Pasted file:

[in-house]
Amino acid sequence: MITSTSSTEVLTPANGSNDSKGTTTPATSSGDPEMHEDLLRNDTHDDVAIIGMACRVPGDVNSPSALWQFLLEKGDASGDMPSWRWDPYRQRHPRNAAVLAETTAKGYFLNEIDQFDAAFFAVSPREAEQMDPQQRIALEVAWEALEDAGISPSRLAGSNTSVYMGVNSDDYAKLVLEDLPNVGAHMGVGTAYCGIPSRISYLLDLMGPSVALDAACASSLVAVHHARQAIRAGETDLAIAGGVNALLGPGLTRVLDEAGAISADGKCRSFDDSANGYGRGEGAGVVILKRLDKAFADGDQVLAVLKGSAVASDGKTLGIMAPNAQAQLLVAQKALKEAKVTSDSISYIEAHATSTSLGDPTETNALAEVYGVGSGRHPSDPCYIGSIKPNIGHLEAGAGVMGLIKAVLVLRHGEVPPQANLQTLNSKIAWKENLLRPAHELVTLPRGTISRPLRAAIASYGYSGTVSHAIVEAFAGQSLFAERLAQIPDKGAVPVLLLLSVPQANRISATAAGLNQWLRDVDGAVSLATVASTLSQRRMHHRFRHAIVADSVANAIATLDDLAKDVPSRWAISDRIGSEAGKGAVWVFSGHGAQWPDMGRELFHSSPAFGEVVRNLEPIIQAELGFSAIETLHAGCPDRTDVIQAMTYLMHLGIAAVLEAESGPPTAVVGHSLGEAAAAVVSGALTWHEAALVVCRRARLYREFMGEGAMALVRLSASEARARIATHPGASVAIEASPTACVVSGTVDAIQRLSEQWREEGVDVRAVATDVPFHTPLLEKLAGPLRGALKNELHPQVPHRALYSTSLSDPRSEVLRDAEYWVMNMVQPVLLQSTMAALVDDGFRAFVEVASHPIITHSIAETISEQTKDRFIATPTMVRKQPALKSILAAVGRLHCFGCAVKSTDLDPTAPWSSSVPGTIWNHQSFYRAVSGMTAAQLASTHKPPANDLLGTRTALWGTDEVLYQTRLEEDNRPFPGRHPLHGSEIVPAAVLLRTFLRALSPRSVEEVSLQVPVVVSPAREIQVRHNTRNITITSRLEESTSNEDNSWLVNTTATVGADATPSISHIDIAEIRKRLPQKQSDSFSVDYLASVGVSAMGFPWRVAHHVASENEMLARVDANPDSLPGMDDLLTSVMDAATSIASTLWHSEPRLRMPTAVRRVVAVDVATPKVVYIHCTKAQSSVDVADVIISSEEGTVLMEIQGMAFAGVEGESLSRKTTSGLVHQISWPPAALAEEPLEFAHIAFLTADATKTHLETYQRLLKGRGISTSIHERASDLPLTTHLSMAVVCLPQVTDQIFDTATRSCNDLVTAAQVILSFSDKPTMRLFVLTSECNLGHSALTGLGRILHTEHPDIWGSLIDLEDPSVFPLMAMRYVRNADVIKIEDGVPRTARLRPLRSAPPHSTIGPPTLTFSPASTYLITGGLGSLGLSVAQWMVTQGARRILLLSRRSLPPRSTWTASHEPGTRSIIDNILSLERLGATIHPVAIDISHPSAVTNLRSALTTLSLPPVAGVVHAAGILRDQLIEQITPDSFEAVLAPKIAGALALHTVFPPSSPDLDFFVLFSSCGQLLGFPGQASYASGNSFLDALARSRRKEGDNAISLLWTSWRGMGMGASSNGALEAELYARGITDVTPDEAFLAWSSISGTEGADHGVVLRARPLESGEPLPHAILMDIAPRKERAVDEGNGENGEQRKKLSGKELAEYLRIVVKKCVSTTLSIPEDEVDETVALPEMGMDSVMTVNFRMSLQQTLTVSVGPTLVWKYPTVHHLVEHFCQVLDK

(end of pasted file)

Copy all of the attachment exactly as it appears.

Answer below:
[in-house]
Amino acid sequence: MITSTSSTEVLTPANGSNDSKGTTTPATSSGDPEMHEDLLRNDTHDDVAIIGMACRVPGDVNSPSALWQFLLEKGDASGDMPSWRWDPYRQRHPRNAAVLAETTAKGYFLNEIDQFDAAFFAVSPREAEQMDPQQRIALEVAWEALEDAGISPSRLAGSNTSVYMGVNSDDYAKLVLEDLPNVGAHMGVGTAYCGIPSRISYLLDLMGPSVALDAACASSLVAVHHARQAIRAGETDLAIAGGVNALLGPGLTRVLDEAGAISADGKCRSFDDSANGYGRGEGAGVVILKRLDKAFADGDQVLAVLKGSAVASDGKTLGIMAPNAQAQLLVAQKALKEAKVTSDSISYIEAHATSTSLGDPTETNALAEVYGVGSGRHPSDPCYIGSIKPNIGHLEAGAGVMGLIKAVLVLRHGEVPPQANLQTLNSKIAWKENLLRPAHELVTLPRGTISRPLRAAIASYGYSGTVSHAIVEAFAGQSLFAERLAQIPDKGAVPVLLLLSVPQANRISATAAGLNQWLRDVDGAVSLATVASTLSQRRMHHRFRHAIVADSVANAIATLDDLAKDVPSRWAISDRIGSEAGKGAVWVFSGHGAQWPDMGRELFHSSPAFGEVVRNLEPIIQAELGFSAIETLHAGCPDRTDVIQAMTYLMHLGIAAVLEAESGPPTAVVGHSLGEAAAAVVSGALTWHEAALVVCRRARLYREFMGEGAMALVRLSASEARARIATHPGASVAIEASPTACVVSGTVDAIQRLSEQWREEGVDVRAVATDVPFHTPLLEKLAGPLRGALKNELHPQVPHRALYSTSLSDPRSEVLRDAEYWVMNMVQPVLLQSTMAALVDDGFRAFVEVASHPIITHSIAETISEQTKDRFIATPTMVRKQPALKSILAAVGRLHCFGCAVKSTDLDPTAPWSSSVPGTIWNHQSFYRAVSGMTAAQLASTHKPPANDLLGTRTALWGTDEVLYQTRLEEDNRPFPGRHPLHGSEIVPAAVLLRTFLRALSPRSVEEVSLQVPVVVSPAREIQVRHNTRNITITSRLEESTSNEDNSWLVNTTATVGADATPSISHIDIAEIRKRLPQKQSDSFSVDYLASVGVSAMGFPWRVAHHVASENEMLARVDANPDSLPGMDDLLTSVMDAATSIASTLWHSEPRLRMPTAVRRVVAVDVATPKVVYIHCTKAQSSVDVADVIISSEEGTVLMEIQGMAFAGVEGESLSRKTTSGLVHQISWPPAALAEEPLEFAHIAFLTADATKTHLETYQRLLKGRGISTSIHERASDLPLTTHLSMAVVCLPQVTDQIFDTATRSCNDLVTAAQVILSFSDKPTMRLFVLTSECNLGHSALTGLGRILHTEHPDIWGSLIDLEDPSVFPLMAMRYVRNADVIKIEDGVPRTARLRPLRSAPPHSTIGPPTLTFSPASTYLITGGLGSLGLSVAQWMVTQGARRILLLSRRSLPPRSTWTASHEPGTRSIIDNILSLERLGATIHPVAIDISHPSAVTNLRSALTTLSLPPVAGVVHAAGILRDQLIEQITPDSFEAVLAPKIAGALALHTVFPPSSPDLDFFVLFSSCGQLLGFPGQASYASGNSFLDALARSRRKEGDNAISLLWTSWRGMGMGASSNGALEAELYARGITDVTPDEAFLAWSSISGTEGADHGVVLRARPLESGEPLPHAILMDIAPRKERAVDEGNGENGEQRKKLSGKELAEYLRIVVKKCVSTTLSIPEDEVDETVALPEMGMDSVMTVNFRMSLQQTLTVSVGPTLVWKYPTVHHLVEHFCQVLDK